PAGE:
Meet Jake. Jake loves superheroes. He loves the DC movies. Somewhere in his heart, there has always been an urge to connect more deeply with Batman and Superman. Moreover, 2016 is shaping to be an important year for DC regarding film. He had never been exposed to comics before, sadly. So what better time than now, to start reading right? Well, that’s what Jake thought.
He stopped dead in his tracks after realizing the sheer vastness of the comic book world, filled with plethora of material. Jake just did not have a clue where to begin. Much to his chagrin too, nor did he know that many of said comic book elements (characters, items, stuff…) even existed. He felt helpless.
“Between The Panels” is a series of blogposts dedicated to help people like Jake: newbies to comic reading, to jump right in the wonderful and very very colorful universe that DC Comics has forged over the decades and experience some of the best stories ever told.
Getting to into superhero comic reading is very daunting. It’s like a train that moves very fast without stopping, and the only way to get in is to grab onto the handrails and jump aboard. The speed will make you feel uneasy at first but you’ll grow to love it.
Anyway, enough analogy. I’m gonna talk about a few things you might wanna do/know before going any further in your journey. Let’s get to it.
1. Comic book stores aren’t what they used to be. The one seen in Big Bang Theory, owned by Stuart, that’s a fantasy for many people. In countries like mine, the situation is even worse. But if you do happen to be lucky enogh to have one nearby, make sure to visit the regularly, keep an eye out for issues on your to-read list and ask around to gather as much info as possible.
2. You can buy comics online, but it’ll cost you more (hardcover prices are off the hook, even in the US). I live in India, and here it can range anywhere from Rs.500 to Rs.5000 (that’s around $8 to $75). Just like movies and songs nowadays, comics too are available in digital formats. While that doesn’t beat the feel of holding a real book and reading, it certainly is more convenient to obtain. If you want to make a purchase, head over to comiXology, a site from Amazon itself and pretty much the center for all digital comic sales on the internet. Beware, some issues’ price tag may look tempting, but such things usually belong to a series. Put all the issues in the series together and you’ll be looking at a massive bill. For example, each issue in Injustice: God’s Among Us costs say, 1$. There are 5 ‘years’ in total to be read, and each ‘year’ consists of 24 issues. Do the math and then tell me if your smirking jaw didn’t drop to your expensive Italian marbled floor.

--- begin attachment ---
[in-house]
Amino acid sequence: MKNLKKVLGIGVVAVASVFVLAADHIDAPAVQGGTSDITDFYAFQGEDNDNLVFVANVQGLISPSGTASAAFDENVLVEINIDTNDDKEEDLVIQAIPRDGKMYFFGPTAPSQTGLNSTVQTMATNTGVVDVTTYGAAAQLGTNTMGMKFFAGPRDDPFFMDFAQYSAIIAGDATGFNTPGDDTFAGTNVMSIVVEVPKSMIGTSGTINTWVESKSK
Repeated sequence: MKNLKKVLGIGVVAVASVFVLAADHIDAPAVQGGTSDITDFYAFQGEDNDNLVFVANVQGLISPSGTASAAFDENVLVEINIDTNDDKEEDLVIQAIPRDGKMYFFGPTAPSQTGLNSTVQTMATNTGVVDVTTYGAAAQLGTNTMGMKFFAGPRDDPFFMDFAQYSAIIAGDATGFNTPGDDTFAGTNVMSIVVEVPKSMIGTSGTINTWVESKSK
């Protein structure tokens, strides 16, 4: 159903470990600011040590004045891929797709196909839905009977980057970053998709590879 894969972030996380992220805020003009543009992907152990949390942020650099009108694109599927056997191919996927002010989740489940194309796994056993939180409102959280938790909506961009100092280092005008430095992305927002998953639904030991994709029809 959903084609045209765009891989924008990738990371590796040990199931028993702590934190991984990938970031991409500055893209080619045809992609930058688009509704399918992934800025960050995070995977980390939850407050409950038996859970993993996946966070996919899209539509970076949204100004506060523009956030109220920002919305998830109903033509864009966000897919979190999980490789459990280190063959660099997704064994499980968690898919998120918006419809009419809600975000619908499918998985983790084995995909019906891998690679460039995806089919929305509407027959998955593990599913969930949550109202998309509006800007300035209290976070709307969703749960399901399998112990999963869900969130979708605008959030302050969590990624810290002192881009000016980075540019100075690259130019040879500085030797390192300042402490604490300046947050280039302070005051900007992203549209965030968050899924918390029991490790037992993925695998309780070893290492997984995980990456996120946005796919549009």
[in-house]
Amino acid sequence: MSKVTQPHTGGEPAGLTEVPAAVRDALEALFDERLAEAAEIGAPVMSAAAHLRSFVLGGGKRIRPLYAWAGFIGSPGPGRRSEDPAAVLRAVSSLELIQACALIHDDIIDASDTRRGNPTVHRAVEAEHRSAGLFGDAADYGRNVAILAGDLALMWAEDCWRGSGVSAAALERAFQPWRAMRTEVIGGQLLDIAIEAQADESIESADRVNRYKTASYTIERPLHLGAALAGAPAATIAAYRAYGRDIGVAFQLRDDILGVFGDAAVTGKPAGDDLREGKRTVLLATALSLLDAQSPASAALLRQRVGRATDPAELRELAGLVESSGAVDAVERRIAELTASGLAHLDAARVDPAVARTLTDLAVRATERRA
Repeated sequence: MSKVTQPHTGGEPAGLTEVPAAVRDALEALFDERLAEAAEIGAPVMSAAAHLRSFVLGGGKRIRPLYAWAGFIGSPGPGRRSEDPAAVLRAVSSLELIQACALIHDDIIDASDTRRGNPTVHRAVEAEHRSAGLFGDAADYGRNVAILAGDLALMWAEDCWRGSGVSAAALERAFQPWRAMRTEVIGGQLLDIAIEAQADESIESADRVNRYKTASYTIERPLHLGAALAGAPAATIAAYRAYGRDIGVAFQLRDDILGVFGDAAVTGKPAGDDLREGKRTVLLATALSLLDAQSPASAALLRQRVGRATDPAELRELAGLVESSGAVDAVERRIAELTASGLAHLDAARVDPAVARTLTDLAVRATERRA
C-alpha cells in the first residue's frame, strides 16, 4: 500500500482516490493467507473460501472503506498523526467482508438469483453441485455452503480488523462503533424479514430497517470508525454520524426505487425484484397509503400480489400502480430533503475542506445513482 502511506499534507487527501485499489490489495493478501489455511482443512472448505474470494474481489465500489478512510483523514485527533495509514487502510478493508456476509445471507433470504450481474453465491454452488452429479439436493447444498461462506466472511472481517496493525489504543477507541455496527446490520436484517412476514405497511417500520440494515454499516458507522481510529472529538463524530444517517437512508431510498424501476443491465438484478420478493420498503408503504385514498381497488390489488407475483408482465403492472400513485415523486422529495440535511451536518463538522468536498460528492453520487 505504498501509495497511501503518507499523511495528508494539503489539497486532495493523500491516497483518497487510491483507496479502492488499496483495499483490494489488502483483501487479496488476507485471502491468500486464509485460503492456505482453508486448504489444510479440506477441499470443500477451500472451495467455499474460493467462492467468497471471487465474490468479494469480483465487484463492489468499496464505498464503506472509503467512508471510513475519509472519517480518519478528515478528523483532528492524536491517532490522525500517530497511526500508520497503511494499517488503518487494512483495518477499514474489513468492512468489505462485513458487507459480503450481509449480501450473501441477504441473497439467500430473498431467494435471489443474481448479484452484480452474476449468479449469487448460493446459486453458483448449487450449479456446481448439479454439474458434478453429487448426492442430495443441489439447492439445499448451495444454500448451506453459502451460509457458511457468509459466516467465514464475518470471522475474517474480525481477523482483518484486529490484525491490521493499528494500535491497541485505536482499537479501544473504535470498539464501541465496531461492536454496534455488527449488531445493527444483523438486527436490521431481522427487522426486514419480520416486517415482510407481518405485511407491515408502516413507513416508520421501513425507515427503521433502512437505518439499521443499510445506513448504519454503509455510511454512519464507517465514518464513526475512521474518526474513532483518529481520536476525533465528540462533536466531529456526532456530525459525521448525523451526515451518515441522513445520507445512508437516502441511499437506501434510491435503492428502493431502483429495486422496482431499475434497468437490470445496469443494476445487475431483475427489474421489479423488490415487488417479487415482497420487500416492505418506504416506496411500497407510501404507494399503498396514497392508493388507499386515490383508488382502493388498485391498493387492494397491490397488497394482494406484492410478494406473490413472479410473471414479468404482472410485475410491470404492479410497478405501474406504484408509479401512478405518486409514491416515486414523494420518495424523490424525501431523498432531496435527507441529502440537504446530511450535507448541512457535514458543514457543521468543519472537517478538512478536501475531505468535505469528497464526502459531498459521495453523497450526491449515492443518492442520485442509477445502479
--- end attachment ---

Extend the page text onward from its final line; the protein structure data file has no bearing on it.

3. Like all things in today’s world, comics can be found free. Of course, piracy isn’t cool, but hey, not all of us got the means or the money. Besides, after 5 or 6 good reads, you’ll feel obligated to pay for them in the future anyway. For now, go to Get Comics.